29/24: Andras Fekete - Establishing Shots
Andras Fekete was born in Leningrad in 1976, and is a photographer. He graduated from the Faculty of Modern Languages at Eotvos Lorand University, Budapest. He began his photography in 1997. In 2000 he was awarded the Jozsef Pecs Bursary by the Hungarian Ministry of Culture. He has had personal exhibitions in Hungary, Slovakia, the Czech Republic and Russia. He has been published in the journals Fotoreporter (Hungary), and Afisha (Moscow). In January 2002 he was awarded first prize in the Hungarian Press Photographer 2001 competition for his reportage ‘Mosfilm’, taken for Afisha. The exhibition includes photographs from his Moscow series, A guidebook for Afisha.
“In townplanning, the address plan is the source of information for the location of properties in the urban infrastructure, and a component part of the current plan for building the city, and is part of the town planning land survey.
In reportage photographic and video work, the address plan, or the so- called establishing frame, usually includes buildings and landscape, and gives the viewer a direct impression of the place where the action is. The address plan often coincides with the general one.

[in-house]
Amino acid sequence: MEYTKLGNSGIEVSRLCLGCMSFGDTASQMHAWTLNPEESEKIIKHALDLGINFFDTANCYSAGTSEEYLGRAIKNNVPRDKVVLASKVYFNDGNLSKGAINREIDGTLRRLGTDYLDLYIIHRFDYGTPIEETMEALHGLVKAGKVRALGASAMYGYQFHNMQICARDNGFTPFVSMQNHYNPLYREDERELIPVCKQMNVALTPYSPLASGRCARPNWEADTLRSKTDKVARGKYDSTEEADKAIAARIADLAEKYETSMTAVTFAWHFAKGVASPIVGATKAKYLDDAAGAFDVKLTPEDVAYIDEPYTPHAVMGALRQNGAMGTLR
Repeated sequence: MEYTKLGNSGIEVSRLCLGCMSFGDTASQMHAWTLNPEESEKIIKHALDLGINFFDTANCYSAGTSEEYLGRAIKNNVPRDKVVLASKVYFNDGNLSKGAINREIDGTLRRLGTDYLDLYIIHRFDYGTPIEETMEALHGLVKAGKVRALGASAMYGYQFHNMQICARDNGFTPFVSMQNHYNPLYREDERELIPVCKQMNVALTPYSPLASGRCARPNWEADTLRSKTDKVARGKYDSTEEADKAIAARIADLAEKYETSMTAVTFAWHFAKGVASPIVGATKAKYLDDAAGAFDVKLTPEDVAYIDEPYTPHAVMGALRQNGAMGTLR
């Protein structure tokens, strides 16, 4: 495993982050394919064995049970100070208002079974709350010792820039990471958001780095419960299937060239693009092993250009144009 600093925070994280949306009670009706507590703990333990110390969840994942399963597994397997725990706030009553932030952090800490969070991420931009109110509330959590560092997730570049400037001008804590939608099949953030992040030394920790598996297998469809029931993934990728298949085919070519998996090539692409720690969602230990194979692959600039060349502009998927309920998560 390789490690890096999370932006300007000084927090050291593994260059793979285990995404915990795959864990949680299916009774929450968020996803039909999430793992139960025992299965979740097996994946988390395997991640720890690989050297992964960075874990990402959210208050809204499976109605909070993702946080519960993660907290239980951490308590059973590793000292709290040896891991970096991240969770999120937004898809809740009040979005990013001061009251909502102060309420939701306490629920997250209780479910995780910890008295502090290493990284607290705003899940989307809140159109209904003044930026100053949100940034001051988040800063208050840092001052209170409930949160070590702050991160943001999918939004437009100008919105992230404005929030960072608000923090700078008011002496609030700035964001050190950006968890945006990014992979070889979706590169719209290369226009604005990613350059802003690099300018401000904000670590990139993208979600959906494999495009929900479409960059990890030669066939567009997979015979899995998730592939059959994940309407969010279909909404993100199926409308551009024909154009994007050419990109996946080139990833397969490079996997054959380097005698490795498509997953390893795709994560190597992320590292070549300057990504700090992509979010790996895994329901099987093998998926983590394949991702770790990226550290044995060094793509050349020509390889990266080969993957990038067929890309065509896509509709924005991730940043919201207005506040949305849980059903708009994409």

Andras Fekete was commissioned by a journal to photograph the ‘address plan’ of our motherland’s capital for a guidebook to the city and its historic areas. So he took pictures of the Kremlin, Ostankino television tower, the Bolshoi Theatre, St. Basil’s Cathedral, the Cathedral of Christ the Saviour, the statue of Peter the Great, Stalin’s seven sisters, and underground stations. Those things which are uniquely in Moscow, or as mathematicians put it, the sum of those and only those points. All other points in this city are either of no interest to the tourist, or are not as well known.
The directness of the young Hungarian’s photographs lies in the unification of the well-known with the general location, from which the major plan, including the people temporarily living in the city, and the built-on lifts with the appearance of large thermometers, not included in the land survey clamshell garages, white limousines, litter bins, gas pipes, post boxes and stray dogs, put together in one frame with the general plan of Moscow’s famous wonders, unexpectedly acquires a legal Moscow permit, a residence permit. And acquires it by knowing someone, and not going on the waiting list. Which for a Moscow overflowing with visitors is a great rarity. (Yu. Avvakumov)